National broadband project snag may affect Thailand 4.0
Thailand's 15-billion-baht national broadband construction project is facing further delay to at least the end of next year, as officials are unable to complete the terms and conditions for an auction seeking broadband equipment suppliers, says a high-ranking source at the Information and Communication Technology (ICT) Ministry.
The source conceded that Prime Minister Prayut Chan-o-cha had expressed concern that the delay of the national broadband project would inevitably affect the development of Thailand 4.0, which entails a sustainable, value-based economy.
The source acknowledged that the ICT Ministry had failed to complete the setting of terms and conditions for an auction needed to find qualified suppliers to provide fibre-optic broadband network equipment for the project.
"After several months of forming terms for the auction, the ICT Ministry is unable to complete it," the source said, adding that the ICT Ministry is undergoing a functional organisational restructuring, resulting in a lack of cooperation among its officials -- the key factor leading to the delay.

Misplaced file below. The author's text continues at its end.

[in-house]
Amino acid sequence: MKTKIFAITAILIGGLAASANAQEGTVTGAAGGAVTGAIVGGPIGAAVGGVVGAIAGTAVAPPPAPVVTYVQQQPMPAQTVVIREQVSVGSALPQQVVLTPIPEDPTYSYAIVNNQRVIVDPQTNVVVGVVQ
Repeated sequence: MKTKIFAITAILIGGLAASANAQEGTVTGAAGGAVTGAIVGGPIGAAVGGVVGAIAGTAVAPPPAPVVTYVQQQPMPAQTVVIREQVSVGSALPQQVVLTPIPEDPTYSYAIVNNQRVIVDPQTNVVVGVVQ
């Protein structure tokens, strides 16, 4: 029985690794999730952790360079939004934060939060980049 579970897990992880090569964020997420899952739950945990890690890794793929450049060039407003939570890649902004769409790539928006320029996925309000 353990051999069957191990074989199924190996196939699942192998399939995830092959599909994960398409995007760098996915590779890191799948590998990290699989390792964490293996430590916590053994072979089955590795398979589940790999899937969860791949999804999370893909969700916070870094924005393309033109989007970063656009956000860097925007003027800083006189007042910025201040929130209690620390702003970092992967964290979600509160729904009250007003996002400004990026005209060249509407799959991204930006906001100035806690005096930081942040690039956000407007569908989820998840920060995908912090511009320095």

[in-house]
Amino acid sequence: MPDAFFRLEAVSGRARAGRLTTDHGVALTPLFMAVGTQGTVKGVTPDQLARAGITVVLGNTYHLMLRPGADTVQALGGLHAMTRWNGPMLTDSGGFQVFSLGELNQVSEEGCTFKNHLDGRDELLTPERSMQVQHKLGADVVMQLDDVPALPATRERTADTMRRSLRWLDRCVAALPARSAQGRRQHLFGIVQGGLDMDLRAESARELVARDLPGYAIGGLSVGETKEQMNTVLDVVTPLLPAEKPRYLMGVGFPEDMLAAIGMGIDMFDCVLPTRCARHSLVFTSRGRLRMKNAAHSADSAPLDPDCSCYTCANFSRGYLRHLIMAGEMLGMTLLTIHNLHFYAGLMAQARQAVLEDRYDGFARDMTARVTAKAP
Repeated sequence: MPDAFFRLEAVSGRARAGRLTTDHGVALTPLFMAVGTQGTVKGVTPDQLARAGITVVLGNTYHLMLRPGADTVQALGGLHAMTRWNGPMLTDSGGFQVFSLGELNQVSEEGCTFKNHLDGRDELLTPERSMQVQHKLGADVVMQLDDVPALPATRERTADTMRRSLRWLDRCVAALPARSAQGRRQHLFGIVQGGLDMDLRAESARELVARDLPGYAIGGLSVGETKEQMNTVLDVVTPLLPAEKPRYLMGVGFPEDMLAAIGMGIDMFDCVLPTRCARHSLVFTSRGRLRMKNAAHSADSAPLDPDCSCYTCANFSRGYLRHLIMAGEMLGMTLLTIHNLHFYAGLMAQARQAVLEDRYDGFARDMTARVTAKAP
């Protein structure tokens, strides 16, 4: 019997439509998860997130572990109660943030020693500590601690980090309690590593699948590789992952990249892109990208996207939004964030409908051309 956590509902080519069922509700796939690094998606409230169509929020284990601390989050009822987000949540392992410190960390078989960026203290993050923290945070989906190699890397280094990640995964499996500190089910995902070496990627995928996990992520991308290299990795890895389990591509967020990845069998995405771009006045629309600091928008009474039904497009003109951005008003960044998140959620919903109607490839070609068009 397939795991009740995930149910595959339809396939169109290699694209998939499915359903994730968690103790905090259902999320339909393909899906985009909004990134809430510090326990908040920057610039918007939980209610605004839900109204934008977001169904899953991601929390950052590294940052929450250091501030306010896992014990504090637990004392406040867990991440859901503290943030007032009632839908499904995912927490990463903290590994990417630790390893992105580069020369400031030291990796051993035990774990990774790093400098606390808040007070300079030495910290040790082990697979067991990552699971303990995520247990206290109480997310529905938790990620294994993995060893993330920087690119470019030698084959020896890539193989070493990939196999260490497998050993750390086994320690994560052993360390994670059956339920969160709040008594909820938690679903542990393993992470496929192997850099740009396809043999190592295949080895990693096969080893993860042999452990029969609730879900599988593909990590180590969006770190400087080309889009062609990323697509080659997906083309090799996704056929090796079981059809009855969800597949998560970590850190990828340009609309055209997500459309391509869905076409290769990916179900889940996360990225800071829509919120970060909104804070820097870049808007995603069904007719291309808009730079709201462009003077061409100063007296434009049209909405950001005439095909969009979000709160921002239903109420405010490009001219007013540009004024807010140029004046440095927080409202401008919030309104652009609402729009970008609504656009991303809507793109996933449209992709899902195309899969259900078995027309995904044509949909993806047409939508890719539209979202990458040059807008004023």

The government has assigned TOT Plc and CAT Telecom to jointly take charge of determining the zoning districts for the villages where they will roll out the broadband infrastructure.
The state plans to roll out the national broadband network across 39,000 villages nationwide, providing affordable high-speed internet access to low-income households in rural areas.
There are 79,000 villages in the country, 40,000 of which already have broadband internet access.
The cabinet in January 2016 approved the allocation of 20 billion baht from its fiscal budget for the ICT Ministry to construct hard infrastructure under the digital economy scheme. Of the total, 15 billion baht is slated to be invested in broadband internet networks for 39,000 villages nationwide. The remaining 5 billion baht is for the construction of submarine cables.
Construction of the national broadband network is one of five policies the government has set up to spur the development of the digital economy.
The five policies are: the development of hard infrastructure, especially the broadband network; leveraging smart e-government services; promoting technology start-ups; creating digital telecentres to help local businesses and increase the number of e-commerce businesses; and pushing up the related digital economy draft bills.
The ICT Ministry has outlined a five-year master plan for developing the country's hard infrastructure to boost the minimum standard for broadband internet speed nationwide.
By 2020, a minimum download speed of 20 megabits per second will be available in all schools and community areas and 100Mbps in provincial economic zones.